Best airport stop along the way?

"San Diego," he says. "The Stone Brewery and Restaurant is really good."

San Diego Padres’ Yasmani Grandal, left, and Kevin Quackenbush, right, celebrate the team’s 9-5 win over the St. Louis Cardinals in a baseball game, Saturday, Aug. 16, 2014, at Busch Stadium in St. Louis.  

Book it. This guy knows.

"It’s been surreal," says Quackenbush, the Padres’ eighth-round pick from the University of South Florida in the 2011 draft and signed by scout Willie Bosque. "It’s been a dream come true."

So, too, for the Padres has been his expert mix of a fastball and slider, with a curve and splitter on call when he needs them. From his 2012 season at Class A Lake Elsinore (0.94 ERA in 52 appearances) to splitting time last summer between Double-A San Antonio (0.29 in 29 games) and Triple-A El Paso (2.91 in 28 games), the club has seen this day coming.

"Never overlook the scouting reports and game reports from your minor-league staff," Black says. "The last couple of years, this guy has been on our radar.

"And spring training validated what everyone saw."

So, too, did the grace with which Quackenbush handled his four demotions early in the season.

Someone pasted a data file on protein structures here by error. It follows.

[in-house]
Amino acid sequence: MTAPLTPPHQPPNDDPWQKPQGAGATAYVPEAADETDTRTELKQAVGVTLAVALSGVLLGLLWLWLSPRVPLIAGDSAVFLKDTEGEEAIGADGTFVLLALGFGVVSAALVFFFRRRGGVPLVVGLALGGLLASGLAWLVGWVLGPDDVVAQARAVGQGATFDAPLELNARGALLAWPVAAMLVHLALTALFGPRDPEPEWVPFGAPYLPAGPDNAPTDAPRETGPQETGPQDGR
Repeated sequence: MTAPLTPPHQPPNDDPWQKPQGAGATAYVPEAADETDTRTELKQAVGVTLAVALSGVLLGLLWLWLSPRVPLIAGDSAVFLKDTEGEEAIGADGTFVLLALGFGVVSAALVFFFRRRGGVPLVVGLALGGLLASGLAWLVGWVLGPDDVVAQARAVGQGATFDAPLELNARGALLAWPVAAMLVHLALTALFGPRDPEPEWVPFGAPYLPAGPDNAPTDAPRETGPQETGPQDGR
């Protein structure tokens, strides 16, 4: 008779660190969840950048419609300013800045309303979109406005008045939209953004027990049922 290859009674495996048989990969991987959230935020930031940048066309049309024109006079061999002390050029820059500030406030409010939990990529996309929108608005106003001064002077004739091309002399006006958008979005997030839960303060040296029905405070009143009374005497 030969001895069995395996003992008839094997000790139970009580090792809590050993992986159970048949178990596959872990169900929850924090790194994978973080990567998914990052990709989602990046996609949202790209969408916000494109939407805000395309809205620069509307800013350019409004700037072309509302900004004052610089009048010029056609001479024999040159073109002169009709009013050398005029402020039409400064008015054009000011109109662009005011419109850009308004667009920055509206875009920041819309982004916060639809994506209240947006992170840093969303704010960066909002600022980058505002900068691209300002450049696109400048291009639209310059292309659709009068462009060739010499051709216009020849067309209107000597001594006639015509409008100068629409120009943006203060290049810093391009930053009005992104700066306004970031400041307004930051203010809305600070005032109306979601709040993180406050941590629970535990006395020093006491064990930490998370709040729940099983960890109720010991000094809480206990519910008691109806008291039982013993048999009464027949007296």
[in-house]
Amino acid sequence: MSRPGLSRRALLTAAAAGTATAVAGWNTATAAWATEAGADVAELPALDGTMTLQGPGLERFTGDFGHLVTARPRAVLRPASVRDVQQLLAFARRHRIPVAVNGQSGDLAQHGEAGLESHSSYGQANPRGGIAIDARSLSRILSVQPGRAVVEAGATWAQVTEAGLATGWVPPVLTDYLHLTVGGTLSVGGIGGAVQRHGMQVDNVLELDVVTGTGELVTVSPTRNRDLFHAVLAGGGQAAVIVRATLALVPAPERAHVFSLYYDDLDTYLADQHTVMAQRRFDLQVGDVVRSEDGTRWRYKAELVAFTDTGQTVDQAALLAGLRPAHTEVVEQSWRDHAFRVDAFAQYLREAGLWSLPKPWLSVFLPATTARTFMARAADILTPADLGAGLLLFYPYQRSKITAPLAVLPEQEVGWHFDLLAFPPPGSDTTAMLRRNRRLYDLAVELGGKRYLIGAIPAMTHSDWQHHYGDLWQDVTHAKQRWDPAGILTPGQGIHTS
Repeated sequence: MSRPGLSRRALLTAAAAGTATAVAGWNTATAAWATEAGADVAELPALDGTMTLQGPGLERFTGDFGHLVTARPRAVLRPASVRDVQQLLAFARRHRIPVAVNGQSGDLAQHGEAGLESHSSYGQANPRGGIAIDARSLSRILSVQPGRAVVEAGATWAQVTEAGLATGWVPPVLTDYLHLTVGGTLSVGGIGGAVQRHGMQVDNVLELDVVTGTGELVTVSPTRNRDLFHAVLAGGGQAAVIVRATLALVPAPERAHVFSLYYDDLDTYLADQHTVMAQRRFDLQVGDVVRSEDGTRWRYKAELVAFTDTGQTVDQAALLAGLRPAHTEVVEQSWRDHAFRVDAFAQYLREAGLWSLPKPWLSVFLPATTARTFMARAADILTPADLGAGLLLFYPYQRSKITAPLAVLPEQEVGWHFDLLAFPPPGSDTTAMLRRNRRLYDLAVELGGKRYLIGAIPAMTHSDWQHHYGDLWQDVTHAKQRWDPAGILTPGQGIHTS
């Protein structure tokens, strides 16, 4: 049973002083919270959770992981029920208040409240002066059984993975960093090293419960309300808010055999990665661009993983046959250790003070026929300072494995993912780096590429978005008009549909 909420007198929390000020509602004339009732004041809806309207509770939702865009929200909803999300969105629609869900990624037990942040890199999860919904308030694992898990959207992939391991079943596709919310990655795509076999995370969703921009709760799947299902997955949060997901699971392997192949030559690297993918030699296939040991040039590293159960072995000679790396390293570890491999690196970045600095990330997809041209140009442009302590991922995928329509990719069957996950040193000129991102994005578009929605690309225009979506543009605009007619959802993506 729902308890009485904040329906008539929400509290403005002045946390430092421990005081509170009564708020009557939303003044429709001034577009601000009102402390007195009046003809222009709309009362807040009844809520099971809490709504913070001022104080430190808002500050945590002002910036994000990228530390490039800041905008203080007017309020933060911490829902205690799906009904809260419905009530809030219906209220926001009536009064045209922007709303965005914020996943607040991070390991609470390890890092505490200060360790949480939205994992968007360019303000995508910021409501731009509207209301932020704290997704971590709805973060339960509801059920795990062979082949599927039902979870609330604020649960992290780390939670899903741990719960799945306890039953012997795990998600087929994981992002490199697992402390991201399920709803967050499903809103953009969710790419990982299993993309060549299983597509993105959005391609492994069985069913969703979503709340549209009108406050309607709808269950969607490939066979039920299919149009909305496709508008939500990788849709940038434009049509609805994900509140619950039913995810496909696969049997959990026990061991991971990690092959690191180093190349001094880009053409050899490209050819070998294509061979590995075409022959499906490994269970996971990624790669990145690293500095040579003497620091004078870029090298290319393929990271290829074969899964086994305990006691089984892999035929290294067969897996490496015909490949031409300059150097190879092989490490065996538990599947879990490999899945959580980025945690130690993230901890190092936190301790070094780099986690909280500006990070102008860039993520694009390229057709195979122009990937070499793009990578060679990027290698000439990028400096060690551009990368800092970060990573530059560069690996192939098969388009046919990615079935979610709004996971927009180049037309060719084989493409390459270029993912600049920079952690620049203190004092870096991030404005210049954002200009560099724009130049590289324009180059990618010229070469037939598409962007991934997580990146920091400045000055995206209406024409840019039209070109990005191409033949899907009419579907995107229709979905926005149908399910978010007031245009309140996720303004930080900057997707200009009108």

"He understood there are times when you’re that guy," Black says. "You sort of bite the bullet and take it and understand your place on a pitching staff.

"A lot of times, if you’re very good at self-evaluating and following the game, it’s easier because they understand it."

Quackenbush got it, and the dividends have been immensely rewarding. And if the guy is not careful, the next stop on this ride well could be cult hero.

The Padres recently started playing the "Quack! Quack! Quack!" clip from the Mighty Ducks film on the scoreboard when he enters, and fans are beginning to pick it up and dig it. Not only that, but after he fanned the side against the Rockies last Monday, several teammates rousingly greeted him with the chant when he stepped into the clubhouse kitchen for a postgame meal.

"It really was awesome," he says.

Of the three Mighty Ducks movies, "Two is the best," he says, and "Three is not that good."

Yes, he’s heard plenty of "Quack!" chants in the past. And how can a guy not love it?

But never have they sounded quite this good. Especially given what he’s become a part of: Not only does the Padres’ bullpen lead the majors in ERA, it’s .210 opponents’ batting average is the lowest in the majors and it’s 1.09 WHIP is third-lowest in the majors.

Quackenbush so far has stranded 21 of his 23 inherited runners, which ties for seventh-best ratio in the majors currently, and since May 27, 30 of his past 34 outings have been scoreless.

From the perches of Black and pitching coach Darren Balsley, it’s got to be pretty comforting: Here a Quack, there a Quack, everywhere a Quack, Quack.

And for you frequent fliers out there? You bet he’s got some advice.

"Sign up for air miles," he says, grinning. "I’ve got all the airlines covered."

Longtime national baseball columnist Scott Miller is a weekly contributor to Follow him on Twitter @ScottMillerBball.